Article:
1) Include copyright and author information when creating your articles,

2) Set up an early detection system for finding plagiarists,

3) Identify and contact the offenders,

4) Identify and contact their registrars or hosts, and

5) Submit a Digital Millennium Copyright Act (DMCA) complaint.

1. INCLUDE COPYRIGHT AND AUTHOR INFORMATION WITH YOUR ARTICLES

The first step in the war on plagiarism is to provide copyright information in the article body as well as author information in the resource box. Within the article body, you can include a copyright notice and the article title with it’s date of publication. Here is an example of what I use at the end of my articles:

Copyright © 2010 [Your Name Goes Here] [Your Site Name Goes Here] [Site URL Goes Here]. [Article Title Goes Here], [Date Published Goes Here]

If you can do so, use an active link for either the site name or site URL. Depending on the publisher’s article-submission requirements, you may not be able to use an active link or domain name in the article body. Even if these are permitted, all active links and URLs in the article could be stripped by the plagiarist, although a non-hyper linked reference to your site might still remain-especially if the plagiarist is using software to automate the theft.

You can use the resource box to positively identify yourself as the author and can include an active link to your web site or blog. Here is an example:

“About the Author: [Your Name Goes Here] has written extensively about [What You Write About], and more. Visit his/her web site at [Your Site Name Goes Here], [Site URL Goes Here], for additional content on these subjects, including many images related to his/her articles published at [Publisher's Name Goes Here].”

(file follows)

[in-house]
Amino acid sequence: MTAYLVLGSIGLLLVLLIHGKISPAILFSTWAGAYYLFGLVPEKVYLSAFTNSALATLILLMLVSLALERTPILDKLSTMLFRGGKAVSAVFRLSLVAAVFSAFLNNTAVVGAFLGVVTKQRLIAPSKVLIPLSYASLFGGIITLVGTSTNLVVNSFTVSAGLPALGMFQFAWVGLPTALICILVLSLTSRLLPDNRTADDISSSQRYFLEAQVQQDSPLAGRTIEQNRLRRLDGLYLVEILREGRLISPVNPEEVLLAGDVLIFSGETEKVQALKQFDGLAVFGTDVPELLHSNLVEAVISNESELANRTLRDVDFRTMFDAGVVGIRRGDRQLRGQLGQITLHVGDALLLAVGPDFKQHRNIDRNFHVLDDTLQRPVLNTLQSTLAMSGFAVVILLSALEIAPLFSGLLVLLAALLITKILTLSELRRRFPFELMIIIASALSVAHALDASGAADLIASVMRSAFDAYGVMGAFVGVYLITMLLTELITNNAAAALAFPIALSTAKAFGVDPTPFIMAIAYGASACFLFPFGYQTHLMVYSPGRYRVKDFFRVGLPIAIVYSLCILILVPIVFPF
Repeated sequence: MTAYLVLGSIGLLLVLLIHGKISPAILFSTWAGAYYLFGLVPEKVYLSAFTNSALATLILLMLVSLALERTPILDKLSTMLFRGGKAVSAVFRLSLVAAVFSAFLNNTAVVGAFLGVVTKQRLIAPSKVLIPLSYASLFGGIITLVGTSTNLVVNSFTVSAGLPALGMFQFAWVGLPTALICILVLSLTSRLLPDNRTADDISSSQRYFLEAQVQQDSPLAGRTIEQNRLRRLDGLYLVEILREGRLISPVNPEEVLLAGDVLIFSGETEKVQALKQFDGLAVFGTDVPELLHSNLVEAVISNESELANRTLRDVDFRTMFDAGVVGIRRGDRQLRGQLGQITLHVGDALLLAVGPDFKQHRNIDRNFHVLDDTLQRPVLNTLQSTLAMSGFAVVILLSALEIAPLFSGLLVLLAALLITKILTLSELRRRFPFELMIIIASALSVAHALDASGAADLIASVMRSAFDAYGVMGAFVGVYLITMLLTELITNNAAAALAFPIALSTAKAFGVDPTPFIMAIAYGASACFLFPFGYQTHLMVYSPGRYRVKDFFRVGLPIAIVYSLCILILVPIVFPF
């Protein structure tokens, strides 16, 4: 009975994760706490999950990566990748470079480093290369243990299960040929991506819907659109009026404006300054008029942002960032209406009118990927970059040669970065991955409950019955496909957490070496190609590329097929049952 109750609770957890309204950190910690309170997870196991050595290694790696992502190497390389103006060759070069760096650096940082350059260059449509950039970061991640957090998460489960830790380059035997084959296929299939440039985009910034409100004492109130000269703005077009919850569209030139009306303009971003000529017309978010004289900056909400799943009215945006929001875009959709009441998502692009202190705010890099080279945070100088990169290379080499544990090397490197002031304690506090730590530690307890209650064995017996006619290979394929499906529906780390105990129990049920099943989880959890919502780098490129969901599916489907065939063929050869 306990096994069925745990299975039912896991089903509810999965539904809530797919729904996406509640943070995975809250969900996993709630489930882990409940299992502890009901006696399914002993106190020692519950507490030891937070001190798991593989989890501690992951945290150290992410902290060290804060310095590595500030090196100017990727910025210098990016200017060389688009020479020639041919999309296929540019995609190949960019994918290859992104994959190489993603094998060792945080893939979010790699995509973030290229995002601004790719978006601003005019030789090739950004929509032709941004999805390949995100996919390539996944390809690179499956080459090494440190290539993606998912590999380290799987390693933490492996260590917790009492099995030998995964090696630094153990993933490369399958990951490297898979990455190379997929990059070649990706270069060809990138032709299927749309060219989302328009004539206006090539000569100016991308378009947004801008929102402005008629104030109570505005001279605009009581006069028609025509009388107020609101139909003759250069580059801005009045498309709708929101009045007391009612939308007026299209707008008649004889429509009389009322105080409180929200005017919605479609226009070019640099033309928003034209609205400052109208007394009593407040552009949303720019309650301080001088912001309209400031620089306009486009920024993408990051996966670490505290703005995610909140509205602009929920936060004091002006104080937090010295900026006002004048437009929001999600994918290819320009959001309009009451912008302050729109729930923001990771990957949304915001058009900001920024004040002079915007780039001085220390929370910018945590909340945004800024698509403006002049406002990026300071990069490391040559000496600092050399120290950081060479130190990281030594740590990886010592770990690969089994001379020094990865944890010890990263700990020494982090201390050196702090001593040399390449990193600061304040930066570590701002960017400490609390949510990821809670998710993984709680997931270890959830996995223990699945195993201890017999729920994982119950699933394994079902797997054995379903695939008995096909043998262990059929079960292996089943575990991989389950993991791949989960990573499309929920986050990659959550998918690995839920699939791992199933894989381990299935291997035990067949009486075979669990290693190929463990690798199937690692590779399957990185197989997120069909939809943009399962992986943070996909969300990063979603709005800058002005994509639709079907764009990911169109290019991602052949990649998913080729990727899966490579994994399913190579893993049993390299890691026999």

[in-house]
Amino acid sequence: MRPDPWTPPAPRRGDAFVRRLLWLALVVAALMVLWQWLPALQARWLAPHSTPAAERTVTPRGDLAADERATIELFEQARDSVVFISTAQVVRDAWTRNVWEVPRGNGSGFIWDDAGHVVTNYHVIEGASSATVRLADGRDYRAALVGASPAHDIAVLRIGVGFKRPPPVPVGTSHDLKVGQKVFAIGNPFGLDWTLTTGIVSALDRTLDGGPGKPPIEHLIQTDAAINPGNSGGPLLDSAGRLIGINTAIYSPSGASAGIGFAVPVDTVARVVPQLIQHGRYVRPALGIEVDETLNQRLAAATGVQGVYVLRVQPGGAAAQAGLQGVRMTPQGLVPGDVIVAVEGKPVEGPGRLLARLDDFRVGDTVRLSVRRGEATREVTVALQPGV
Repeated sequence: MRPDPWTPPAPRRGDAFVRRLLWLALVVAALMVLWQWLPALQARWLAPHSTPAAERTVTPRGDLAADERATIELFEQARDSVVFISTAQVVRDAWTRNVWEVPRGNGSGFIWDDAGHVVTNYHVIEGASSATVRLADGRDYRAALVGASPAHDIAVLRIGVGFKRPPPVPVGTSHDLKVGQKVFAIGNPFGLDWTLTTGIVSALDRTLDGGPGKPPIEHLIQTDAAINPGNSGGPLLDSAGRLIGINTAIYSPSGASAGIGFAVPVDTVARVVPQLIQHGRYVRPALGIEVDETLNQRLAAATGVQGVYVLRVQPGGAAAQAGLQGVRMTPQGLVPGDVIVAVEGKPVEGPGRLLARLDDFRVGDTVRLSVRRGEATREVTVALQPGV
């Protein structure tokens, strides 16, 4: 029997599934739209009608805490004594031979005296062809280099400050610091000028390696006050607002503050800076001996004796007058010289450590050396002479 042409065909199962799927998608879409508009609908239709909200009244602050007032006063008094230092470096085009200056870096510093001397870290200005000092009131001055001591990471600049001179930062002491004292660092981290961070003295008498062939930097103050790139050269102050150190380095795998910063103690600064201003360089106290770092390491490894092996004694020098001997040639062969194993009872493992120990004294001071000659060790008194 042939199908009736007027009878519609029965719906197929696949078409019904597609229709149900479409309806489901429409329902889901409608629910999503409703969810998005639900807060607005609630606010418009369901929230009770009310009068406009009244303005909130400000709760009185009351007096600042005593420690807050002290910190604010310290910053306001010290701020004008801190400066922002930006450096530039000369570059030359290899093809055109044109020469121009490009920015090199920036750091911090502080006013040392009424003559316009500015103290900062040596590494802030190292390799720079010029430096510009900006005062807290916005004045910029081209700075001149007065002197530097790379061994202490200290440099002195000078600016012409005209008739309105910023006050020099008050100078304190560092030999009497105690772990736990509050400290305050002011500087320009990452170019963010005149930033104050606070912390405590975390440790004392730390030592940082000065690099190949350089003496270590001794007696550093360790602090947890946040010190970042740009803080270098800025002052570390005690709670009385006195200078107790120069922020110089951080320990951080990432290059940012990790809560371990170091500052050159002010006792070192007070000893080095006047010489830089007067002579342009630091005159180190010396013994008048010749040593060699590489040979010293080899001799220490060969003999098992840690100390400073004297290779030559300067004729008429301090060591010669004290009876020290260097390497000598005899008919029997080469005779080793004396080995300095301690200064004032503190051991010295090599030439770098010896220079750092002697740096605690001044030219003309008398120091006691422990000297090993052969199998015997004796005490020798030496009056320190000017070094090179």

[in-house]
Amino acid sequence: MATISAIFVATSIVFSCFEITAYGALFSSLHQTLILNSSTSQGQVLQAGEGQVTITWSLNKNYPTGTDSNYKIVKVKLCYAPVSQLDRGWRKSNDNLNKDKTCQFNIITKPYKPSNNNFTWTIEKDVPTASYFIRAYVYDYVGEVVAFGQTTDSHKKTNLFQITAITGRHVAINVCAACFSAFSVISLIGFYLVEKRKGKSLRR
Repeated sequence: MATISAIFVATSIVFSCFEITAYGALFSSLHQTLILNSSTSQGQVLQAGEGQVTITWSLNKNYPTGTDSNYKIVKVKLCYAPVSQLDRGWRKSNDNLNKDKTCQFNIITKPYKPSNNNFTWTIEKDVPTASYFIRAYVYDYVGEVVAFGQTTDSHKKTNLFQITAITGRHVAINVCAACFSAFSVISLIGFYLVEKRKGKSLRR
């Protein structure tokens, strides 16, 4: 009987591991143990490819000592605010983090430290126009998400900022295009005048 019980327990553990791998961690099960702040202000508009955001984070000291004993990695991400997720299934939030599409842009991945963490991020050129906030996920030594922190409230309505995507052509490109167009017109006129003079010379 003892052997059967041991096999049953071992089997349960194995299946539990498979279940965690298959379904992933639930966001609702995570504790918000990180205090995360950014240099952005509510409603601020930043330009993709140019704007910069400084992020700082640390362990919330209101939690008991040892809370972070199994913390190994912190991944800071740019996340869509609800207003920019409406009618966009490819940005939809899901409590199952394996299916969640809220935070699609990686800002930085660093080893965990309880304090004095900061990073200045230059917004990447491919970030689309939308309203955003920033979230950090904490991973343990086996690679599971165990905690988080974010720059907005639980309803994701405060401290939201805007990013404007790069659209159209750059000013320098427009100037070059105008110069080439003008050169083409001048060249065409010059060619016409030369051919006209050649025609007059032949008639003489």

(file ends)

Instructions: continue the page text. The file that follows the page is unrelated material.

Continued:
I would *stronglyrecommend using an active link to your site in the resource box. An honest publisher will include the resource box, will not tamper with the article body, and will provide a link to the article source. If a plagiarist strips out the resource box or neglects to include a link to the article source, the chances are still good that the copyright and author information will be left in the article body. Continue reading »

Sep 18

Imagine…

Plagiarism, don't cut and pasteYou have written an article and placed it on your website or submitted it to some article directories. You come across an article directory that you have yet to use, sign up as a member and submit your article. A message appears stating that an article bearing that title has already been submitted to that directory. You take a look and find that it is your article with somebody else named as the author and their links in the resource box. How would you feel?

Imagine…

You submit your article to a directory and then get an email asking if the work is yours or even worse mistakenly accusing you of plagiarizing your own article. How annoyed would you be?

Plagiarize This!!

Plagiarism or copying somebody else’s work and claiming it to be your own is illegal worldwide. Cheats are violating copyright and by placing plagiarized work on another’s website they are putting the site owners at risk. I know that some article directory and opinion site owners have been threatened with the law for unknowingly accepting plagiarized work.